“We must be suspicious of the One Church Plan because it basically sanctions segregation in the church,” preached Williams, pastor of Union United Methodist Church in Boston.

The One Church Plan, which a majority of bishops recommend, would leave decisions to allow same-gender weddings up to churches and gay ordination up to annual conferences. The plan also would remove the statement — in the denomination’s Book of Discipline since 1972 — that the practice of homosexuality “is incompatible with Christian teaching.”

The plan adds protections for clergy and bishops who as a matter of conscience feel they can’t officiate at such unions or ordinations. The plan also lets central conferences — church regions in Africa, Europe and the Philippines — maintain current prohibitions. It’s these additional assurances that many see as continuing harm against LGBTQ individuals.

While mixed on the One Church Plan, the advocates stand united against the Traditional Plan. The legislation would add measures aimed at greater accountability, including pushing out congregations and conferences into their own Methodist denominations if they won’t pledge to abide by church rules on homosexuality.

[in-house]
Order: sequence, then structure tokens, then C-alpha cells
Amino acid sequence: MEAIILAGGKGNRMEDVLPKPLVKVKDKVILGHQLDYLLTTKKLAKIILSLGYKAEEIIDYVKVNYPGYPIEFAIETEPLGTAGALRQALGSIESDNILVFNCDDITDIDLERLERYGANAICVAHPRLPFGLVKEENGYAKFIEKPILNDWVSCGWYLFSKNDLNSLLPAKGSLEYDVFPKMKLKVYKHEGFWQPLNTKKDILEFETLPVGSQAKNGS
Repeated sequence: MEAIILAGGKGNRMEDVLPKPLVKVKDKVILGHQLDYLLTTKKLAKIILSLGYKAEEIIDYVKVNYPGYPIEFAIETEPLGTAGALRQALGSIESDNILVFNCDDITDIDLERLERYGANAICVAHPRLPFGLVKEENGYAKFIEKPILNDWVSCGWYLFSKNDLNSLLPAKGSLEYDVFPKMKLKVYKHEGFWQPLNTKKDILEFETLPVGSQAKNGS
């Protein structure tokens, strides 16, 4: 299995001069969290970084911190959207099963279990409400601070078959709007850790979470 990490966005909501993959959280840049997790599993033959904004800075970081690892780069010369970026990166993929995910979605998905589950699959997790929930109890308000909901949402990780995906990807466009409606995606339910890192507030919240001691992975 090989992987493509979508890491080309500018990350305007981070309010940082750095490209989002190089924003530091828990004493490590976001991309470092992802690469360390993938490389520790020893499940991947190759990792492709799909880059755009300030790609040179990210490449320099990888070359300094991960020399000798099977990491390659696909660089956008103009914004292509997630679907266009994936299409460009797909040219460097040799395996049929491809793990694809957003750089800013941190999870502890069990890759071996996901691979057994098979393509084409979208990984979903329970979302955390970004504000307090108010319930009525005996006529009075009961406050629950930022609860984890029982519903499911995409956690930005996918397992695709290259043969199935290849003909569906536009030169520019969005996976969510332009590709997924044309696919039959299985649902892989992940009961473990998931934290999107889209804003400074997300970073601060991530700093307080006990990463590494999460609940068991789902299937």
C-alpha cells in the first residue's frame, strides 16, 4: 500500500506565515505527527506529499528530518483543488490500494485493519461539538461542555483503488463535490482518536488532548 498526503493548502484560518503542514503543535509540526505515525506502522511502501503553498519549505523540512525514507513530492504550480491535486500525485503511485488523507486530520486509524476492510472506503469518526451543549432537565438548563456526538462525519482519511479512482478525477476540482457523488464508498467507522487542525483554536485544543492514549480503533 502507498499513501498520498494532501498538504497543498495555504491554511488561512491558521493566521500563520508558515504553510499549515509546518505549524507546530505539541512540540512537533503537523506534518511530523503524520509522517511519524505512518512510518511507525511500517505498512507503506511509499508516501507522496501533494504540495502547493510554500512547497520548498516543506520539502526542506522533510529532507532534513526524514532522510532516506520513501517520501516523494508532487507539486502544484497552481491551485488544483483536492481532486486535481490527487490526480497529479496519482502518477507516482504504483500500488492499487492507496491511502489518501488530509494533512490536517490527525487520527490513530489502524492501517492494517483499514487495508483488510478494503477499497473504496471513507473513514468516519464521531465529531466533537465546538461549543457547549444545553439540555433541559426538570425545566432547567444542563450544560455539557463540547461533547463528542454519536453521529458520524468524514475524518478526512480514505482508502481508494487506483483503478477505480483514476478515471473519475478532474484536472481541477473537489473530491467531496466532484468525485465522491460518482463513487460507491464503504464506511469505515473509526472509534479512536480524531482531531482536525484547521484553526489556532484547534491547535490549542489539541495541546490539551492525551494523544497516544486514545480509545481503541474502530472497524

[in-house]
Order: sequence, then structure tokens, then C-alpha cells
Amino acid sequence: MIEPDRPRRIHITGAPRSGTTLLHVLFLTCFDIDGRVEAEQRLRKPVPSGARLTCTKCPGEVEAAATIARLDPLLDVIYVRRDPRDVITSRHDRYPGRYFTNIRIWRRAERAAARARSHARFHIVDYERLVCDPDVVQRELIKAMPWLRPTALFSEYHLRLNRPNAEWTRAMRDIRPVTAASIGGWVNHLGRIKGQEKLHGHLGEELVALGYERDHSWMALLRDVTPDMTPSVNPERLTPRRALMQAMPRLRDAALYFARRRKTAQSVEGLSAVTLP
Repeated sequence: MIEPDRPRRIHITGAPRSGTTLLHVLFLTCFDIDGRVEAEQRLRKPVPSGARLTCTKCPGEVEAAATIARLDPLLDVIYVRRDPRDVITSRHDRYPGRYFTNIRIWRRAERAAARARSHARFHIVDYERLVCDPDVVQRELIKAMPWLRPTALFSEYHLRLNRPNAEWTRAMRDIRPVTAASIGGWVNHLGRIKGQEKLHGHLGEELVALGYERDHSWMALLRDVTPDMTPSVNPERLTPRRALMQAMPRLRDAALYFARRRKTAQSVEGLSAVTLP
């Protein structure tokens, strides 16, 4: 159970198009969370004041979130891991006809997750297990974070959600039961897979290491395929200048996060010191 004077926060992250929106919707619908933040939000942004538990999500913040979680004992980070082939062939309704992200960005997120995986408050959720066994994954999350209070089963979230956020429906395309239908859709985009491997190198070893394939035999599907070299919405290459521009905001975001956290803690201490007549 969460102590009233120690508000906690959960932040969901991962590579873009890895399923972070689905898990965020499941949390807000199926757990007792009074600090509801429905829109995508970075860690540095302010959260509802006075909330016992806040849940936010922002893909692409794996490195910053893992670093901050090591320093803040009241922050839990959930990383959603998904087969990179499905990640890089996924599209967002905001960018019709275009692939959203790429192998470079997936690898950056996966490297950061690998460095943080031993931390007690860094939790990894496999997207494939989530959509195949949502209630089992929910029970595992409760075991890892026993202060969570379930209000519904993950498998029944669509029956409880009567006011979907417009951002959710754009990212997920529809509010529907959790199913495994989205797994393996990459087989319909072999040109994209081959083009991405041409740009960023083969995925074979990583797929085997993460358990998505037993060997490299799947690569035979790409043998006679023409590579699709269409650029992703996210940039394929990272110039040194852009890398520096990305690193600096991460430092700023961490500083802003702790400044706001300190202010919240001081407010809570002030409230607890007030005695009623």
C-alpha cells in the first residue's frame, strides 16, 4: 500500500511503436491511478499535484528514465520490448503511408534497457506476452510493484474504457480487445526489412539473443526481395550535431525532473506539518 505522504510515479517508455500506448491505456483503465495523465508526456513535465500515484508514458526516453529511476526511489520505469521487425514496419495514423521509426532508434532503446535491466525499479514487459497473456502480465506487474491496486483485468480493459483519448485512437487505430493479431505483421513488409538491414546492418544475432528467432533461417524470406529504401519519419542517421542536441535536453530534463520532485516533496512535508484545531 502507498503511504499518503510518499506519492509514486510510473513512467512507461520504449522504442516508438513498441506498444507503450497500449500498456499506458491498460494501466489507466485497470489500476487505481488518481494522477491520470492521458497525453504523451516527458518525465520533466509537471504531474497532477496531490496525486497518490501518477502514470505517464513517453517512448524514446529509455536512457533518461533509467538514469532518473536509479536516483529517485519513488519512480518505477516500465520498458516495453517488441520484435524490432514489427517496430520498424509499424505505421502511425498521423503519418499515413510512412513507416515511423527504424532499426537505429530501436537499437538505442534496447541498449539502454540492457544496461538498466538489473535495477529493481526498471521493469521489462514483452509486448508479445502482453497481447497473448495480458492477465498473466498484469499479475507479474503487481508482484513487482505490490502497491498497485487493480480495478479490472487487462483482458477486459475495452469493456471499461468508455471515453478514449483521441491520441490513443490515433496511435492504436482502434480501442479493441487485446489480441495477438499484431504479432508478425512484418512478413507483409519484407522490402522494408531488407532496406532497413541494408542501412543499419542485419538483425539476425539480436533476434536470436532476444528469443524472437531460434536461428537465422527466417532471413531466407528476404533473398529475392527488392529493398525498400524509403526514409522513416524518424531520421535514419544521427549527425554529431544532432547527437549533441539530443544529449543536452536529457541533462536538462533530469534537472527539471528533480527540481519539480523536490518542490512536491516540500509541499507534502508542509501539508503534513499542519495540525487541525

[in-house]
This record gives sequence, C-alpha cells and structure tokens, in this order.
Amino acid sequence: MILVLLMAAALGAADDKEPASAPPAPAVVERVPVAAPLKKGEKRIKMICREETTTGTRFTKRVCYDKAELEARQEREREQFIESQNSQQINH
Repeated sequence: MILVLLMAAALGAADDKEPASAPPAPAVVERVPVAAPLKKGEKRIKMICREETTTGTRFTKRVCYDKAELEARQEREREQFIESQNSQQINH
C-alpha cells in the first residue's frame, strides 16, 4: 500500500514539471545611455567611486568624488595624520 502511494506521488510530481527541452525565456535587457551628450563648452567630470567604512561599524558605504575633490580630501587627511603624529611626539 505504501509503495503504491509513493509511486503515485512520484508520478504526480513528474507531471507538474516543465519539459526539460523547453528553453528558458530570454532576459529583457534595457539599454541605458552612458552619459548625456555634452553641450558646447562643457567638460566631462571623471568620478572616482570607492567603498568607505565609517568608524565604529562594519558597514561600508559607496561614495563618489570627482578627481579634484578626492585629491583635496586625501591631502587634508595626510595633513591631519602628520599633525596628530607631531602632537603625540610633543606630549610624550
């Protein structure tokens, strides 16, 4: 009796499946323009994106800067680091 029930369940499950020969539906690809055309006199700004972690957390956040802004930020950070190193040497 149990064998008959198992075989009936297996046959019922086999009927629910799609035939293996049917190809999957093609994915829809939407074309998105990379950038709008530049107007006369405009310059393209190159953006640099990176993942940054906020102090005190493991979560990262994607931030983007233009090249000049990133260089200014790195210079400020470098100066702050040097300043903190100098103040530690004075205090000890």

The Rev. Brian Atkins, one of three openly gay members of the Way Forward Commission, told those gathered that commission members frequently remarked that no matter what they did, some would leave the denomination.

“I kept reminding commission members that no matter what we do, some people are going to stay because some of us feel a prophetic call to be here,” he said.

“If the Traditional Plan were to pass, GCFA (the General Council on Finance and Administration) would spend all its time in copyright infringement lawsuits because when you are told you can’t call yourself United Methodist or use the cross and flame, I think there will be defiance.”

A frequent message throughout the convocation was not to abandon The United Methodist Church despite the difficulties LGBTQ members have frequently faced.